Little Sheep offer wins Commerce Ministry approval
Updated: 2011-11-09 07:55
By Tang Zhihao (China Daily)
SHANGHAI - Wandle Investments Ltd, a unit of New York Stock Exchange-listed Yum! Brands Inc (Yum), obtained clearance from China's Ministry of Commerce on Monday to acquire a further 66.05 percent stake in Hong Kong-listed Little Sheep Group Ltd at a premium price of HK$6.50 (83 US cents) cash a share.
The price is 30 percent above the closing price of HK$5 on April 21, the last trading day before Little Sheep's filing to the Hong Kong Stock Exchange.
The transaction must be approved by shareholders of Inner-Mongolia-based Little Sheep, which operates a chain of some 400 hotpot restaurants, mainly in the Chinese mainland.
In a statement to the Hong Kong bourse, Little Sheep said that it would notify its shareholders of the timetable "in relation to the proposal, the scheme and the option offer".
The transaction would increase Yum's holding in Little Sheep to about 93.2 percent. The remaining minority stake will be held by the co-founders of Little Sheep, Zhang Gang and Chen Hongkai.
Yum said it would take over the management and operation of Little Sheep when all conditions are fulfilled and the share acquisition plan is implemented.
Little Sheep closed at HK$6.37 on Tuesday, up about 15 percent. The chain posted revenue of 1.9 billion yuan ($299 million) in 2010, up 22.6 percent.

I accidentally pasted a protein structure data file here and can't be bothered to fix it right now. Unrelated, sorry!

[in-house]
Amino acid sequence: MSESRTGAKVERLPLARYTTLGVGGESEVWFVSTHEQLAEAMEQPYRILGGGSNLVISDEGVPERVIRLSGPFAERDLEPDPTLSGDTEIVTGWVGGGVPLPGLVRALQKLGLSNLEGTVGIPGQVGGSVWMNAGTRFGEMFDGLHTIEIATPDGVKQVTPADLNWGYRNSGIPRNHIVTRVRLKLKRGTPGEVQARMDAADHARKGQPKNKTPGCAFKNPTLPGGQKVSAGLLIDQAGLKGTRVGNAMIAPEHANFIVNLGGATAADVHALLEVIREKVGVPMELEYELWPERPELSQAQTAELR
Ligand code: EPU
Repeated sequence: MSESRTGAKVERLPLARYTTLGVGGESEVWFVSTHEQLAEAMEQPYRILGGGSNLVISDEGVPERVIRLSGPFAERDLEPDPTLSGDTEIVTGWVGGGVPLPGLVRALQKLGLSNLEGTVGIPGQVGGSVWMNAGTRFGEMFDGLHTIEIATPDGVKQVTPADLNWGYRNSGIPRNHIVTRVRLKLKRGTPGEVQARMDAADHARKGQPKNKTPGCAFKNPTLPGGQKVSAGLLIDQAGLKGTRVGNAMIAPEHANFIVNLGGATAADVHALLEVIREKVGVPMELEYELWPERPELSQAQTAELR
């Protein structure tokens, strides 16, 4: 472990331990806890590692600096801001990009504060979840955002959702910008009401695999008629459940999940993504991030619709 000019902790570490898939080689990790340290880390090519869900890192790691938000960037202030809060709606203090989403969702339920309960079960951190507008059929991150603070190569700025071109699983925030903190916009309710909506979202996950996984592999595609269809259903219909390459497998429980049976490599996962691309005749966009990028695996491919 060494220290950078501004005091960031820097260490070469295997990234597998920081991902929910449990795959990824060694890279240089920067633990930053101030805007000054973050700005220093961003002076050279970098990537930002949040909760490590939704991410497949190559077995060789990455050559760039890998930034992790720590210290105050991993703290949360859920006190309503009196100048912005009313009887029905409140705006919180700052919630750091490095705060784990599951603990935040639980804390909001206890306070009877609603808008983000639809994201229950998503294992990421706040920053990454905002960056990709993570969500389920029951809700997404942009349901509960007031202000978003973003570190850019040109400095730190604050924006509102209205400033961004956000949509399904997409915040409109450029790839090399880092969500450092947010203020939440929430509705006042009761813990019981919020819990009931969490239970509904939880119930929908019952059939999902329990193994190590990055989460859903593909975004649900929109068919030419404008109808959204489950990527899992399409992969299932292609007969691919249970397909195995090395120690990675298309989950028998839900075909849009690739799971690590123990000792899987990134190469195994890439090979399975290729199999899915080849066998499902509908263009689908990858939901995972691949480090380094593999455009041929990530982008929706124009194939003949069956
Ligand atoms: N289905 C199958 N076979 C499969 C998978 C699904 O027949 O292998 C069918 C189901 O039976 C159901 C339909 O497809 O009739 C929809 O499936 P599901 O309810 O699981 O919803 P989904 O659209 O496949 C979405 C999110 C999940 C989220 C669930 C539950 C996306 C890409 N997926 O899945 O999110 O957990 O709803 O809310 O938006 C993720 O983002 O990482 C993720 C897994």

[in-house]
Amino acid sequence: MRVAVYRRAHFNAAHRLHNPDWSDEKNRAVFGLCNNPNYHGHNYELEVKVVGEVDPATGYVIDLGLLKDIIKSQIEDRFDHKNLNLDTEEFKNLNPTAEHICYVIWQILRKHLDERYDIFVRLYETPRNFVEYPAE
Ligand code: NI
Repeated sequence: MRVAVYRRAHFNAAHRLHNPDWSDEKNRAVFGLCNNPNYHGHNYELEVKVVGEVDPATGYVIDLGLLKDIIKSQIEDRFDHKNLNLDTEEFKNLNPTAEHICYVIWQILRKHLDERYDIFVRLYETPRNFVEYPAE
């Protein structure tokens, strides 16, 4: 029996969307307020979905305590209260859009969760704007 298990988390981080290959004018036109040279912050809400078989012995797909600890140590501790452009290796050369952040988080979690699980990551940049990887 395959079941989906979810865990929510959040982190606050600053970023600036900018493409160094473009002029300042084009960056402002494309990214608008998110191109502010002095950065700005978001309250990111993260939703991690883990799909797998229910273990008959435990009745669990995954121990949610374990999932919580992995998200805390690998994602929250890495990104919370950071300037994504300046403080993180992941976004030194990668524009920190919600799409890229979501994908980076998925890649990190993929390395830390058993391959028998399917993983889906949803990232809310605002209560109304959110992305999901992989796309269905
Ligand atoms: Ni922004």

Yum made a preliminary proposal in April to acquire all outstanding shares of Little Sheep.
The Ministry of Commerce began a review of the deal in June. The ministry's Anti-Trust Bureau decided to extend the review period by 60 calendar days on Oct 25, arousing investor concern that the deal, involving a popular local brand, might find it hard to win government approval.
Jing-Shyh Sam Su, chairman and chief executive officer of Yum! Restaurants China, said the deal is another important step in executing Yum's strategy of being rooted in China.
Analysts said that the deal would help both companies expand their consumer bases and improve their competitiveness.
Linus Yip, a Hong Kong-based strategist with First Shanghai Securities Ltd said the arrangement would give Little Sheep an opportunity to learn advanced operating strategies from Yum, which would mean improved international competitiveness. Little Sheep has about 24 restaurants overseas.
Tough competition in the hotpot restaurant sector has pushed Little Sheep to "a bottleneck" and the chain might find it hard to maintain high growth rates. But cooperation with Yum "can help the company expand its presence in the global market and bring better management experience to companies", said Kang Jianhua, an analyst with CIC Industry Research Center.
Although industry experts generally took a positive view of the deal, consumers might not see things the same way.
According to an online survey conducted by sina.com, more than 50 percent of some 2,200 respondents said that they would not patronize Little Sheep outlets as often as before.
Li Tao in Hong Kong contributed to this story.